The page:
Antivirus Firms Release Windows 7 Software Previews to Combat Microsoft's Free Offering

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kevin00000000001

 Excellent blog post, I look forward to reading more.

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brianhkcs

A
variety of strategies are typically employed. Signature-based detection
involves searching for known malicious patterns in executable code. However,
it is possible for a user to be infected with new malware in which no
signature exists yet. To counter such so called zero-day threats, heuristics
can be used. One type of heuristic approach, generic signatures, can identify
new viruses or variants of existing viruses for looking for known malicious
code (or slight variations of such code) in files. Some antivirus software
can also predict what a file will do if opened/run by emulating it in a
sandbox and analyzing what it does to see if it performs any malicious
actions. If it does, this could mean the file is malicious.

http://www.antivirusnerd.com/

 

 

 

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kevin00000000001

Top post. I look forward to reading more. Cheers

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jesicajame

Search-and-destroy Antispyware is the best scan that I have used to keep my PC clean and working like new. It’s a great scanner that finds all the same bugs that other scans such as Norton can find. What’s even better is that it cost less than many of the other options. I found the antispyware solution from Search-and-destroy at http://www.Search-and-destroy.com and decided to give it a try. That was one of the best decisions I ever made. I’m very happy with this scanner and would recommend it to anyone that wants to protect and care for their PC so it will last as long as possible.

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wolf17

I'm using avast on my windows 7 install, and it's worked fine so far.  It was nice that the options MS suggested included norton and avg solutions (and not just their product).

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Keith E. Whisman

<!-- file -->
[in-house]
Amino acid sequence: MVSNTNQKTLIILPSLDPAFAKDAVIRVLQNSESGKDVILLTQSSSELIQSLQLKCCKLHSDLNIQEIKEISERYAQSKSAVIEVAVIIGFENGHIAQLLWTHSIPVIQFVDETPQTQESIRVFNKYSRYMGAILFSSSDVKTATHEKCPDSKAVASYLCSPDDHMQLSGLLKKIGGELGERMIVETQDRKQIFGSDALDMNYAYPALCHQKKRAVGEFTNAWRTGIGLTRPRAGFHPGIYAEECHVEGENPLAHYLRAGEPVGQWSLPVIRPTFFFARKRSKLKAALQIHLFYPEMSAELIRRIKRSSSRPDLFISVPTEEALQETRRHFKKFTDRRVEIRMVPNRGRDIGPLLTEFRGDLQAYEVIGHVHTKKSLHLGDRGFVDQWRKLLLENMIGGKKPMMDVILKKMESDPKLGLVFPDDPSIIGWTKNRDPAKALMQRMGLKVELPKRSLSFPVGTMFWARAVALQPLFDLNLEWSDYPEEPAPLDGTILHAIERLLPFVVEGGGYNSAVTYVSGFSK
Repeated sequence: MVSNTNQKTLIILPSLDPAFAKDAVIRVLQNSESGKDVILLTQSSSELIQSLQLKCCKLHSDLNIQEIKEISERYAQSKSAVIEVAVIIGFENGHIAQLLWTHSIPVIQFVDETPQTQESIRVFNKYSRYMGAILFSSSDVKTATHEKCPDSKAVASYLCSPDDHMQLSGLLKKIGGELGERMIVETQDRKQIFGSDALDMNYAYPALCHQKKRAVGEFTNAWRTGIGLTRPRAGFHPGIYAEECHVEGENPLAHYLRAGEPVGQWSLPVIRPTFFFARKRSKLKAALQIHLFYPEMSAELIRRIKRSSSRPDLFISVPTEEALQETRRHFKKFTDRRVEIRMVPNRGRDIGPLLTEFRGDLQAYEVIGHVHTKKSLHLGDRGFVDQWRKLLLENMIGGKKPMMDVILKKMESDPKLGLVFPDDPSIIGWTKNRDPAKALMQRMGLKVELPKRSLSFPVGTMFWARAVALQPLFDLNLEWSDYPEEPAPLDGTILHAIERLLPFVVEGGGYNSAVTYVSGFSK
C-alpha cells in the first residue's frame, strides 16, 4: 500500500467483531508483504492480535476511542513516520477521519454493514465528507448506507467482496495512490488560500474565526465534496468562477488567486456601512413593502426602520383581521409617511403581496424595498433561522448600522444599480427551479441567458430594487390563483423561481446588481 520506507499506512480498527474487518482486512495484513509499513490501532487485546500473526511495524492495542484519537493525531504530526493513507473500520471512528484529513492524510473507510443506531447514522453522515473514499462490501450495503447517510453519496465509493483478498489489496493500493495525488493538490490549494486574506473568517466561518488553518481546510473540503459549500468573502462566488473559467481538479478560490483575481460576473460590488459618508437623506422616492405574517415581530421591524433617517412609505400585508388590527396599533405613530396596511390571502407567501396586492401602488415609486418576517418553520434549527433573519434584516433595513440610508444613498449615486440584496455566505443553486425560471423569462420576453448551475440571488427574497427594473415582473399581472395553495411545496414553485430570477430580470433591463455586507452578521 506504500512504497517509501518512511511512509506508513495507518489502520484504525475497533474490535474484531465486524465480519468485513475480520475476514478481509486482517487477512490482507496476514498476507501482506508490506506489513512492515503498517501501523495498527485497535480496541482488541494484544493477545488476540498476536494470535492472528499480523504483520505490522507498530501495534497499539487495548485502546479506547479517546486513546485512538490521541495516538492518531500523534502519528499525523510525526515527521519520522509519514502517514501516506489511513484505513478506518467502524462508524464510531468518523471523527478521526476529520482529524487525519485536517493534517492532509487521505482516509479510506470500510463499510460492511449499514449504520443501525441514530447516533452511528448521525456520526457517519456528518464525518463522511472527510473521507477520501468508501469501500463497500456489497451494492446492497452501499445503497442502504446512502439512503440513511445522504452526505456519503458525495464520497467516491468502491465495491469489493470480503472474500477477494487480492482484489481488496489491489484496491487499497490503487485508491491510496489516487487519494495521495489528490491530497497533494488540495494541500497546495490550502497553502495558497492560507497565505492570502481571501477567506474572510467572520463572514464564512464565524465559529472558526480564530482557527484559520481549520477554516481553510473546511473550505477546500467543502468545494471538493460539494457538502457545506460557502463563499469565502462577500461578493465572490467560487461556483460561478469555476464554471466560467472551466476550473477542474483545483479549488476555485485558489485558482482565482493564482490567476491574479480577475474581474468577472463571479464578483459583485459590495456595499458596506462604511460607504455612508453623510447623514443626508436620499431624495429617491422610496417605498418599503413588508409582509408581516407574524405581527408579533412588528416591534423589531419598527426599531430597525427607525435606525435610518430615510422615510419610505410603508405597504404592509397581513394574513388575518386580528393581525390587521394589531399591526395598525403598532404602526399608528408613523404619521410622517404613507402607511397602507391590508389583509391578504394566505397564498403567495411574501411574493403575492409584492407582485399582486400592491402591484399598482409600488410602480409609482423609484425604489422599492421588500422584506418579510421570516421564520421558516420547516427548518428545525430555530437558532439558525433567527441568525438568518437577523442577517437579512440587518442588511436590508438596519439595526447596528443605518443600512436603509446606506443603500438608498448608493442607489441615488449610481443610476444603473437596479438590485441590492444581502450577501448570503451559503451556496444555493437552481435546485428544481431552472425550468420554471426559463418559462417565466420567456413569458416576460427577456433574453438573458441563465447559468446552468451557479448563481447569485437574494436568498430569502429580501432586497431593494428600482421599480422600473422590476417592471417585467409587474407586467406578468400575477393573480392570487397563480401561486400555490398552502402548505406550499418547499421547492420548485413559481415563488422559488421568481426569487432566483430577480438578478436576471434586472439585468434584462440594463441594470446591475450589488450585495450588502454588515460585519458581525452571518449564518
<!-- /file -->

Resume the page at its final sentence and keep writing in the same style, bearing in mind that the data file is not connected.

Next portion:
You remember back in the day when Windows 3.X came with Microsoft Antivirus? And you also remember how terribly it sucked? How MS didn't really put too much effort into AV. Well I get the feeling that the same thing is happened with the current iteration of MS AV. I still don't think that the AV companies have much to worry about.

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I Jedi

Well, I have to admit that a fully fledged anti-virus solution program from the same people who are developing Windows 7 does sound great because they know the inner and outter workings of their OS. However, can their security suite really compare to a fully dedicated team of anti-virus programmers, like Bit Defender or AVG?

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kevin00000000001

Awesome post! Interesting info to know.

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Quakindude

Microsoft has fought many legal battles centered around including Internet Explorer in their OS package. They don't want another anti-trust fight on their hands over antivirus software and believe me, Micrososft would lose that one quickly. Plus, I don't want MS putting a damned thing more in to their OS than what is absolutely needed to run the thing. Their tack of making components a download vs. included in the main install is one of the better decisions they've made recently. Now if we could just get them to offer two or three flavors of Windows 7 and not do the Vista BS, I'd feel like MS were actually listening to us.

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savage4naves

to bad the free Microsoft app is available only as a seperate download

it should come pre installed on each new Windows 7 PC

PC have the bad rap on rampart infections and a pre installed antivirus app could solve the issue

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The Relic

Well, the problem with that would be accusations of trying to keep other vendors from Win 7. They faced the same problem with IE and Win 95 (and look what having a free, pre-installed browser did to the then-dominant Netscape (which cost money and had to be downloaded), and I don't think they want another anti-trust court battle. Even though you're right in it probably would be better if there was anti-virus protection out of the box, you don't want a monopoly, also out of the box.

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